The Duke Meets The Earl

Your chance to write big-time blues reviews. Only two rules: First, if you're connected to the band or artist, go to Shameless Promotion; Second, don't write a book -- keep it relatively short and simple, no 1,000+ word epics.

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The Duke Meets The Earl

Postby blueswriter » Mon Mar 14, 2005 2:54 am

Howdy again... here are some new reviews for your perusal and consideration. There will be more coming throughout the week including a recent Sunnyland Slim release, a new 2-disc set of Memphis Slim recordings (done between 1962 and 1975) which features a large assortment of major-name guests, and other bits and sundries. Enjoy, and as always, comments and suggestions are appreciated.

Ronnie Earl & Duke Robillard
The Duke Meets The Earl
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8 tracks, 72 minutes. Highly recommended. It would be a difficult task to overstate the importance of either Ronnie Earl or Duke Robillard considering the scope of work both artists have delivered in the past three decades, as well as the influence both have had on today's crop of younger guitar slingers. Robillard was the key factor in starting Roomful Of Blues, an outfit he formed and fronted until embarking on a solo career not long after the band's first album appeared (Duke also put in a stint with The Fabulous Thunderbirds). When Robillard exited Roomful, Earl stepped up taking over the guitar slot until he, too, left for a solo career. Each guitarist's catalog has since encompassed a number of different styles, Robillard's efforts have included roots-based rock and roll, swing, jazz, and straight blues while Earl has offered blues, jazz, and gospel, often without the aid of vocalists. This meeting is one many have perhaps hoped for, and its appearance is a blessing for those who can't get enough guitar, but take warning as the cover art displays arch-top instruments while both take the tried-and-true Stratocaster approach. Robillard handles the vocals on three cuts; Big Walter Price's My Tears a lengthy slow blues (clocking in at over 15 minutes), Lookin' For Trouble, a rattling Eddie Taylor gem, and B.B. King's I Need You So Bad, a relaxed shuffle. Mighty Sam McClain guests on Earl's A Soul That's Been Abused while the remainder of the disc is made up of instrumentals; Robillard's West Side Shuffle, T-Bone Walker's Two Bones And A Pick, Magic Sam's What Have I Done Wrong, and Zeb's Thing, a Ronnie-penned tribute to Earl Hooker. For those who might not be familiar with each guitarist's playing, Robillard makes use of a somewhat smoother and rounder tone while Earl's sound is a bit more biting with a deeper reverb. If there's any question as to how accomplished these two are, make no mistake about it, this CD is a clinic of blistering blues guitar, and although both possess a compelling six-string vocabulary, there's nothing in the way of excess, no matter how long the instrumental passages are. Jimmy McGriff's B-3 appears on two tracks, Mark Teixeira takes care of drumming chores, Matt McCabe offers piano, and bass duties are handled by Jesse Williams and Rod Carey. A tour-de-force effort from a pair of guitarists who have the respect and admiration of fans worldwide and a long-awaited one at that.]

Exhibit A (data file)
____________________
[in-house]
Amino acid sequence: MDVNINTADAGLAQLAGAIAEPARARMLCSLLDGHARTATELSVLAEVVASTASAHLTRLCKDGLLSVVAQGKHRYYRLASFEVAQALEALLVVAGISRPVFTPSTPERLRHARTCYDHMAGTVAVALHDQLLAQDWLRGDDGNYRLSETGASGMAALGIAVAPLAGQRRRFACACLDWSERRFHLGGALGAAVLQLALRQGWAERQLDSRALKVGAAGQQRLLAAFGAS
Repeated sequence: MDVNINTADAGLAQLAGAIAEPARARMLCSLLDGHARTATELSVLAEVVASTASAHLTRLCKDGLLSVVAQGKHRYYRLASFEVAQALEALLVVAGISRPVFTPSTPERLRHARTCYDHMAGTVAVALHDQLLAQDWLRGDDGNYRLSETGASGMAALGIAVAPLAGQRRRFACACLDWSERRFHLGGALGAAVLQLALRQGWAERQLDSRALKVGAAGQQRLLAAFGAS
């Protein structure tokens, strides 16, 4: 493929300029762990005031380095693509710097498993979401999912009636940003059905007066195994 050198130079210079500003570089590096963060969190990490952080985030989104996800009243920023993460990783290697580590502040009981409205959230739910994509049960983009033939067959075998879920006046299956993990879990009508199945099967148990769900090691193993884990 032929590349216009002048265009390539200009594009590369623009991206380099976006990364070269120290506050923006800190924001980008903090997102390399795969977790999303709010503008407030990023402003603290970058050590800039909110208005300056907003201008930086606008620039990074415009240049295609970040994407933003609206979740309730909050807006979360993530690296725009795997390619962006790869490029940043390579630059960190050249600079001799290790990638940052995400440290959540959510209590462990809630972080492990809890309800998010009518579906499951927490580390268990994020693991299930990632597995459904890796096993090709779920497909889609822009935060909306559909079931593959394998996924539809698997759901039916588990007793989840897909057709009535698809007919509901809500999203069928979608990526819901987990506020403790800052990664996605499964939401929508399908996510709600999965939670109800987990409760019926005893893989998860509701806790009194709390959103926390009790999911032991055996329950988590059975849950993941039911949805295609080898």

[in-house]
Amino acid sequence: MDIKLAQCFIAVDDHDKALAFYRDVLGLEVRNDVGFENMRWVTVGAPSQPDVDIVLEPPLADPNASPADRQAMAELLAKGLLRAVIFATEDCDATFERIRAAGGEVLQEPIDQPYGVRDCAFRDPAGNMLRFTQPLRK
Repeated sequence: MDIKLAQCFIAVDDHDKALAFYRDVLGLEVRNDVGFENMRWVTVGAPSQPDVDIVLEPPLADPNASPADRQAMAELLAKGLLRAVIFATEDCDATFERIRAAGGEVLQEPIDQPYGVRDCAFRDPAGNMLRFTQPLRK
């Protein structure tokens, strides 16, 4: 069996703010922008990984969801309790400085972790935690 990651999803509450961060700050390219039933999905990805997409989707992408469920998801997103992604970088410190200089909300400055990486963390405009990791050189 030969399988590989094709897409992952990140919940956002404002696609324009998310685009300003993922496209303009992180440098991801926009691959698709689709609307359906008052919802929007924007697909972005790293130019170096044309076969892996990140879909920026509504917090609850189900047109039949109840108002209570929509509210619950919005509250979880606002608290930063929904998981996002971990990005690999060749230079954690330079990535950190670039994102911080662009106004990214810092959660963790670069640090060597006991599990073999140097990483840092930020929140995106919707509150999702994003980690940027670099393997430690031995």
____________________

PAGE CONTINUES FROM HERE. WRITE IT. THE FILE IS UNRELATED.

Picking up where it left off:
Sean Costello
Sean Costello